One problem I see here that most likely screwed up your results: the orientation of the two devices to the sky is different. It's likely that the antenna is a simple patch antenna, which is shaped like a postage stamp. You need to orient that type of antenna so that maximum surface area is exposed to the sky so it can capture the best signal. You oriented the Canmore so it was pointed sideways, not ideal.

    A quad helix antenna is more forgiving of orientation. Do another test and either swap the receivers or figure out a way to orient the two the same way.
    I wondered about that. But, when I had the Canmore on the dog's harness, it was on top, facing the sky with the button side up. The accuracy was piss-poor, to the point that the Galaxy Nexus logs looked good in comparison. Maybe that's not the "up" side. Still, it ships with a lanyard, so I'm guessing if you use it the way it's shipped, it would wind up in a vertical orientation, just the other end up.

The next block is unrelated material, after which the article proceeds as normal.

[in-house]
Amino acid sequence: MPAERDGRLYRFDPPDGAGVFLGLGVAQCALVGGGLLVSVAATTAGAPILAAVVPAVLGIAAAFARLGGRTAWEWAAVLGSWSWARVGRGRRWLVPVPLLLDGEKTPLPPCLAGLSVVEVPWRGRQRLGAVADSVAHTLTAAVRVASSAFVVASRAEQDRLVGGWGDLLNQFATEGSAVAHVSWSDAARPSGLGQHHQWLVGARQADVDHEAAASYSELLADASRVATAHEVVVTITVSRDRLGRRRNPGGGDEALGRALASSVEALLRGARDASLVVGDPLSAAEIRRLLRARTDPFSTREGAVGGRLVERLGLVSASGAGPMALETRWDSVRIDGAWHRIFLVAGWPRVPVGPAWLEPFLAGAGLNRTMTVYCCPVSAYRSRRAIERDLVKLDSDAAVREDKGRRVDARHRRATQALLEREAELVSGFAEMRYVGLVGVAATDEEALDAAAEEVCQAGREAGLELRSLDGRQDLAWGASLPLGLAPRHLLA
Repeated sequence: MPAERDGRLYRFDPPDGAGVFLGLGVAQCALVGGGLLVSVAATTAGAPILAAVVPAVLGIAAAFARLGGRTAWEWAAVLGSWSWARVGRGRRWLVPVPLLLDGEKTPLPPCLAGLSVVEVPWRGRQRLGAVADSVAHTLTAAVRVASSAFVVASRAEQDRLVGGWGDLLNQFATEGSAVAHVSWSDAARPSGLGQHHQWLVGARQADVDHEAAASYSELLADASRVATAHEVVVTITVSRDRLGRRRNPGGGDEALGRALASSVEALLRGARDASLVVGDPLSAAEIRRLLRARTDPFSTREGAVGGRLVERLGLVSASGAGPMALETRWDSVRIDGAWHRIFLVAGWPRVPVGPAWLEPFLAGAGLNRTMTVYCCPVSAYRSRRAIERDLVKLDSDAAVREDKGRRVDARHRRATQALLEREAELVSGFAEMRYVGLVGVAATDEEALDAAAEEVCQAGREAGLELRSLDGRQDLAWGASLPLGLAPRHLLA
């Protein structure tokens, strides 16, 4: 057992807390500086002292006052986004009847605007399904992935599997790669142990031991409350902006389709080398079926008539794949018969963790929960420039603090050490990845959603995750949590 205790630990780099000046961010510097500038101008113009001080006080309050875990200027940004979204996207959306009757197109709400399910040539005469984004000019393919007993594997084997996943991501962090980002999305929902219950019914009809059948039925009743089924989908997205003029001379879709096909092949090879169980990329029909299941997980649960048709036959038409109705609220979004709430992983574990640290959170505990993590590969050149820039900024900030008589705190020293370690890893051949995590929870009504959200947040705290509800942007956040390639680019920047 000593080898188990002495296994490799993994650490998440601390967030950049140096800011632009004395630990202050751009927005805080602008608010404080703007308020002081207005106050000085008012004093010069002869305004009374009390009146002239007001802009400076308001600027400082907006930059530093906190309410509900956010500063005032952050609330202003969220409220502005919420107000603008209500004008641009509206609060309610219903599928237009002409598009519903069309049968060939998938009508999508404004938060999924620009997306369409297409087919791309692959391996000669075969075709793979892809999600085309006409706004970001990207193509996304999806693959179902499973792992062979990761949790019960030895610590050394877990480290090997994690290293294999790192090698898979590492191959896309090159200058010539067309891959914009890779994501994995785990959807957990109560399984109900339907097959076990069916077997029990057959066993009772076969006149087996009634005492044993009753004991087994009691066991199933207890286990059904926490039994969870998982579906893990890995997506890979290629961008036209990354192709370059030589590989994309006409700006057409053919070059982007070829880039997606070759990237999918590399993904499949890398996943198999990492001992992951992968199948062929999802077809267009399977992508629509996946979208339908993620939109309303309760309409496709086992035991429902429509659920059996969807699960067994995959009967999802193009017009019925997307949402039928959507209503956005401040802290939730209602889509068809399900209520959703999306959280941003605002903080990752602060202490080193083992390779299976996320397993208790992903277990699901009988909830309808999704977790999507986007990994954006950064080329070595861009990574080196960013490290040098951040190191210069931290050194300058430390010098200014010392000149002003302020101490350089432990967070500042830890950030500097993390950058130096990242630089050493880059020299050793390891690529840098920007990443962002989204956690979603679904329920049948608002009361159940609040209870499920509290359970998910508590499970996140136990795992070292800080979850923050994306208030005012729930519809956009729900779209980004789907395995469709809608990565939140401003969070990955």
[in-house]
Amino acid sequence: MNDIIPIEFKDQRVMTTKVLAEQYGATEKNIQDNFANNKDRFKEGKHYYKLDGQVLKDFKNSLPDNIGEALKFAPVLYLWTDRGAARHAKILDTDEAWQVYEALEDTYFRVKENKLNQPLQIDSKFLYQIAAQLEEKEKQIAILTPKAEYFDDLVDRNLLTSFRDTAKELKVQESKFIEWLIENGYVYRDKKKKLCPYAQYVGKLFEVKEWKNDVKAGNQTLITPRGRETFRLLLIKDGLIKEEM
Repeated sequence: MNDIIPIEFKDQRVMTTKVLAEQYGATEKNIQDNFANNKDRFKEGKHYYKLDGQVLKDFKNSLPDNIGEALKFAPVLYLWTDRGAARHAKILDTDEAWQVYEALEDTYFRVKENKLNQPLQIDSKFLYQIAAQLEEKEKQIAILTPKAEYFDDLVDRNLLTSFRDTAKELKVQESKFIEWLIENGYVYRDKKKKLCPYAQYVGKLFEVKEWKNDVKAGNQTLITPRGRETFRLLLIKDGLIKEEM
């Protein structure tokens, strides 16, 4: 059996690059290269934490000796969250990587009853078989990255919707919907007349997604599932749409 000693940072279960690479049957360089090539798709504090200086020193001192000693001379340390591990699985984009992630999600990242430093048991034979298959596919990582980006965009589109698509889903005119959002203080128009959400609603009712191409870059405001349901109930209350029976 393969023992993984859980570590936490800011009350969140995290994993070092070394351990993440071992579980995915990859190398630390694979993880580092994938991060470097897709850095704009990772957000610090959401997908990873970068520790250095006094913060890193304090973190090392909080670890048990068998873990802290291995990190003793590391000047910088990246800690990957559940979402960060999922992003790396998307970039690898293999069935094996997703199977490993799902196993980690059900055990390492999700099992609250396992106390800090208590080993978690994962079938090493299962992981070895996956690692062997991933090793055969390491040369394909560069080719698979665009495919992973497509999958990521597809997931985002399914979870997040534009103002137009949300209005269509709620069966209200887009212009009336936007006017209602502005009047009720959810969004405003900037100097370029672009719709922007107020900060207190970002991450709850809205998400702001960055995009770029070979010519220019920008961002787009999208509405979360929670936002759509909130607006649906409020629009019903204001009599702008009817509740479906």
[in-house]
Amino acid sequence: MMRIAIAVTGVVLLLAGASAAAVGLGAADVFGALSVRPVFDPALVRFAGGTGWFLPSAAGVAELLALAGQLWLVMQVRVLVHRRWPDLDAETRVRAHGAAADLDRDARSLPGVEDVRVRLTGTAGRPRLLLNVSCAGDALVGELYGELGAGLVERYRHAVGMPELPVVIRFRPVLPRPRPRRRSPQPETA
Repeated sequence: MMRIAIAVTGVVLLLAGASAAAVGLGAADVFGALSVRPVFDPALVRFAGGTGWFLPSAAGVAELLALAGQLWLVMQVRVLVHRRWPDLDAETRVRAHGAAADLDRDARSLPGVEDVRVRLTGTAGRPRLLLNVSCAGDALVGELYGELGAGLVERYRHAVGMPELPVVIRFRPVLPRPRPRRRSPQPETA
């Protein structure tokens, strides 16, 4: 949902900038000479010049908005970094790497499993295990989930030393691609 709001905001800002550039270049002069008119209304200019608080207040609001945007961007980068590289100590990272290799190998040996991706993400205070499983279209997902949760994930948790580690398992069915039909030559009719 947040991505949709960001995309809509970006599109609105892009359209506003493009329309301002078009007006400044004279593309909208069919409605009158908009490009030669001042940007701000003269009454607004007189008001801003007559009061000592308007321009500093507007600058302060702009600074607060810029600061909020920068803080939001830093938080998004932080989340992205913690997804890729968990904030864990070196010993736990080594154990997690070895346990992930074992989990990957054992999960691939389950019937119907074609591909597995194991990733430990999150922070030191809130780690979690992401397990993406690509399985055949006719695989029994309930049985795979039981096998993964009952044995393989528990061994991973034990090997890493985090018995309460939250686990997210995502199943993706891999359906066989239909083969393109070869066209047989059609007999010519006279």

Still, I'll give it a try with the Canmore up top.

    Edit: Here's the log of our walk around, showing how accurate the Canmore can be when it's facing upwards. I am fairly certain our dog neither flew nor walked across the roof of any of the houses. It was a clear, sunny day.

    Walking Buddy with the Canmore - Hartford, Connecticut, US
    Last edited by cmh; 06-11-2012 at 01:08 PM.

  39. #39
    since 4/10/2009
    Reputation: Harold's Avatar
    Join Date
    Dec 2003
    Posts
    20,438
    Quote Originally Posted by cmh View Post
    I wondered about that. But, when I had the Canmore on the dog's harness, it was on top, facing the sky with the button side up. The accuracy was piss-poor, to the point that the Galaxy Nexus logs looked good in comparison. Maybe that's not the "up" side. Still, it ships with a lanyard, so I'm guessing if you use it the way it's shipped, it would wind up in a vertical orientation, just the other end up.

    Still, I'll give it a try with the Canmore up top.

    Edit: Here's the log of our walk around, showing how accurate the Canmore can be when it's facing upwards. I am fairly certain our dog neither flew nor walked across the roof of any of the houses. It was a clear, sunny day.

    Walking Buddy with the Canmore - Hartford, Connecticut, US
    crap, that looks awful. I'd play with the orientation to see if one way or another works better. Maybe my assumption about the antenna orientation is wrong.

  40. #40
    Give it a crank
    Reputation: Mtn-Rider's Avatar
    Join Date